Care homes in England will receive extra funding of £546m to try to reduce transmission of coronavirus during the winter, the government has announced.
The money helps to pay workers full wages when they are self-isolating, and ensures carers only work in one care home, reducing the spread of the virus.
The fund was set up in May and has been extended until March 2021.
In an interview with the Sun, the PM warned family visits to care homes may also need to be restricted.
"I'm afraid it's an incredibly difficult thing, but we are going to have to place some restrictions on people - visitors - being able to go into care homes," Boris Johnson said.
The funding allows for money to be made available to help care workers reduce their use of public transport, and stock up on personal protective equipment, according to Mr Johnson.
Health Secretary Matt Hancock told the House of Commons the government would do "whatever is humanly possible" to protect care homes "so they are a place of sanctuary this winter".
In an earlier statement, he said that the extra funding would bring "peace of mind" to many in the social care sector.
The most recent figures show there were 35 homes that were dealing with coronavirus outbreaks - defined as having at least one positive case - during the first week of September. During April, the number of homes with outbreaks was about 20 times that rate.
The announcement brings the total funding for infection control measures in care homes in England to more than £1.1bn, after the sector received £600m in May.
The devolved nations were each allocated funding for care homes in May totalling £113m.
The announcement comes as new coronavirus restrictions are expected to be announced in north-east England, where cases have been on the rise.
Later in the Commons, Labour's shadow health secretary Jonathan Ashworth asked Mr Hancock to guarantee care homes "won't face the same shortages" of personal protective equipment (PPE) and raised concerns about the "huge harm" caused to residents by restrictions on family visits.
The health secretary said the government had a plan to ensure care homes can get PPE, which would be set out in its Adult Social Care Winter Plan this week.
However, many care homes have not yet fully reopened - including with strict rules over visitors and or banning them completely.
Ministers have also promised to make people in care homes a priority for coronavirus tests - along with the NHS - amid ongoing issues with the UK's testing system.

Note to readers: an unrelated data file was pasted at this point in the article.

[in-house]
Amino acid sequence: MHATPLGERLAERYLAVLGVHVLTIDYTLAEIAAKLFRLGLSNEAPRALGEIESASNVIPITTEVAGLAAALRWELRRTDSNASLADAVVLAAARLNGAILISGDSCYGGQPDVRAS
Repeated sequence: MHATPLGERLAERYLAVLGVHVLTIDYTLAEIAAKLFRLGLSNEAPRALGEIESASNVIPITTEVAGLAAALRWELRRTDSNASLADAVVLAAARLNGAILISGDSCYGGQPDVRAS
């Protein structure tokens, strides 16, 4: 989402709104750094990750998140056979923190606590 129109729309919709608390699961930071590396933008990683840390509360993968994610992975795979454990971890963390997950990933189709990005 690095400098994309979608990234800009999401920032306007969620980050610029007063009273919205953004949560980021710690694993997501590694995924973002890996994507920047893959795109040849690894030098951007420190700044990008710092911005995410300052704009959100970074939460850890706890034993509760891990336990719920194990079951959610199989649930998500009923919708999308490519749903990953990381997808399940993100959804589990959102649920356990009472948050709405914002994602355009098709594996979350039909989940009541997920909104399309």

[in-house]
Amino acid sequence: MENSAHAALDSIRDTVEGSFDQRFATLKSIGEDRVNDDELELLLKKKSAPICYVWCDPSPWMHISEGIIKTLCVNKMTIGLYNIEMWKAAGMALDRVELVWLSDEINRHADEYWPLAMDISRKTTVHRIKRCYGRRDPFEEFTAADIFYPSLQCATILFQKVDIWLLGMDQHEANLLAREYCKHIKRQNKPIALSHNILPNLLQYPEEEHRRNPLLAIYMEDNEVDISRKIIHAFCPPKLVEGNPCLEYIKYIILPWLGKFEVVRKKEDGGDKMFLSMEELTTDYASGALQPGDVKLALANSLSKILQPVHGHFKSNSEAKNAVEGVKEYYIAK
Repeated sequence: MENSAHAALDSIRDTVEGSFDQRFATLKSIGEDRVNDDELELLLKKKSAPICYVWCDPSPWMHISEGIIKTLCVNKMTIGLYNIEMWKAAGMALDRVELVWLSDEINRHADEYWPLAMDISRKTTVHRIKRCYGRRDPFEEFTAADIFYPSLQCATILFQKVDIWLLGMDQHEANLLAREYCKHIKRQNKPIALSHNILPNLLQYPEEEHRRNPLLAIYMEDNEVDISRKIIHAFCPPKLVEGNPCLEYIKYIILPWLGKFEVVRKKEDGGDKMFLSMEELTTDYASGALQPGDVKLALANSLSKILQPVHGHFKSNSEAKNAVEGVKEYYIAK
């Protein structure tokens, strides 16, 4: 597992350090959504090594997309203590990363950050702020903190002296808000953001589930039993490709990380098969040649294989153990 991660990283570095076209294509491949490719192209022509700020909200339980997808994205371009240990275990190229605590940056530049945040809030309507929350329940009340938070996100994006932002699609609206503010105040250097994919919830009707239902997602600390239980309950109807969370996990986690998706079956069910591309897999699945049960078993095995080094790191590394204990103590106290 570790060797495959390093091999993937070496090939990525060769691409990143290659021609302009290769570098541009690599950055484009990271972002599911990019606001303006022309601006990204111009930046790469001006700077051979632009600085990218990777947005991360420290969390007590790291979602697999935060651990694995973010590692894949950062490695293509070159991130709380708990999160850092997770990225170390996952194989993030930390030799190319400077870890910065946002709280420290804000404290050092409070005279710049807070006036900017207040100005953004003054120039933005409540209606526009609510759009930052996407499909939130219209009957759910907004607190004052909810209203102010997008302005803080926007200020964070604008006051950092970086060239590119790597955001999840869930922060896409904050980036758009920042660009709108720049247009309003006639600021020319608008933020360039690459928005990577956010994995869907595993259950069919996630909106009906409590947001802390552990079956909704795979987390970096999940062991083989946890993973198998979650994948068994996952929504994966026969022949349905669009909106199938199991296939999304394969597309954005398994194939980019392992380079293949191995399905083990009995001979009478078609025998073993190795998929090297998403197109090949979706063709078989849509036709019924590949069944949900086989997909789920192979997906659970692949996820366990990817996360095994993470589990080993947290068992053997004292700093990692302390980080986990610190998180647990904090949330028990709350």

A surge in demand for coronavirus tests has led to local shortages, with many people reporting problems securing online bookings and being directed to test sites hundreds of miles from home.
The large Lighthouse laboratories, run by the government to analyse test swabs from all the UK nations, have been under strain to process them all.
Mr Hancock will announce who will be prioritised for tests in the coming days.
His government colleague, health minister Edward Argar, told BBC Radio 4's Today programme that the official guidance "will prioritise frontline NHS care workers, teachers and similar".
"It is possible that there are people with symptoms who apply for a test who have to wait longer because we are prioritising those key frontline workers we need to keep our NHS and care system working," he said.
There has been a sharp decline in test turnaround speed in England, the latest Test and Trace figures show, with only a third of people (33%) getting their results back within 24 hours of taking a test - down from two-thirds last week.
A total of 18,371 new people tested positive for coronavirus in England in the week to 9 September.
Coronavirus swept through UK care homes during the peak of the outbreak, with tens of thousands of deaths.
Almost 30,000 more care home residents in England and Wales died during the coronavirus outbreak than during the same period in 2019, Office for National Statistics figures published in July show. But only two-thirds were directly attributable to Covid-19.
According to the figures, there were just over 66,000 deaths of care home residents in England and Wales between 2 March and 12 June this year, compared to just under 37,000 deaths last year.